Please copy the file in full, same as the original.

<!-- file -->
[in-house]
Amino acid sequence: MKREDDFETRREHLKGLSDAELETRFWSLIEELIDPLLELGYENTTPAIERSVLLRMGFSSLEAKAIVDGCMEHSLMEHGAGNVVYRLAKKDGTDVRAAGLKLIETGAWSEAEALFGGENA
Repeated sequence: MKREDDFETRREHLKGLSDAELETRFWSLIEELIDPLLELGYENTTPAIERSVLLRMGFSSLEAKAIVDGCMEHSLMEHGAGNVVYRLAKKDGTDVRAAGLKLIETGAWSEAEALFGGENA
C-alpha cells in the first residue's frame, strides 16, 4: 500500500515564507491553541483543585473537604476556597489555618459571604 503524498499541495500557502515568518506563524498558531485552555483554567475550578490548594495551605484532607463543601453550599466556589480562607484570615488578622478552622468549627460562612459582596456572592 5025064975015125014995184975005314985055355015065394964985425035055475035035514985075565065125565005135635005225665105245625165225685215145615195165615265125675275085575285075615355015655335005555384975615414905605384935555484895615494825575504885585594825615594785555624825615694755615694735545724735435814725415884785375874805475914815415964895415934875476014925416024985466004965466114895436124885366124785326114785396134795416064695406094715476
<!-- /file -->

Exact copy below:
[in-house]
Amino acid sequence: MKREDDFETRREHLKGLSDAELETRFWSLIEELIDPLLELGYENTTPAIERSVLLRMGFSSLEAKAIVDGCMEHSLMEHGAGNVVYRLAKKDGTDVRAAGLKLIETGAWSEAEALFGGENA
Repeated sequence: MKREDDFETRREHLKGLSDAELETRFWSLIEELIDPLLELGYENTTPAIERSVLLRMGFSSLEAKAIVDGCMEHSLMEHGAGNVVYRLAKKDGTDVRAAGLKLIETGAWSEAEALFGGENA
C-alpha cells in the first residue's frame, strides 16, 4: 500500500515564507491553541483543585473537604476556597489555618459571604 503524498499541495500557502515568518506563524498558531485552555483554567475550578490548594495551605484532607463543601453550599466556589480562607484570615488578622478552622468549627460562612459582596456572592 5025064975015125014995184975005314985055355015065394964985425035055475035035514985075565065125565005135635005225665105245625165225685215145615195165615265125675275085575285075615355015655335005555384975615414905605384935555484895615494825575504885585594825615594785555624825615694755615694735545724735435814725415884785375874805475914815415964895415934875476014925416024985466004965466114895436124885366124785326114785396134795416064695406094715476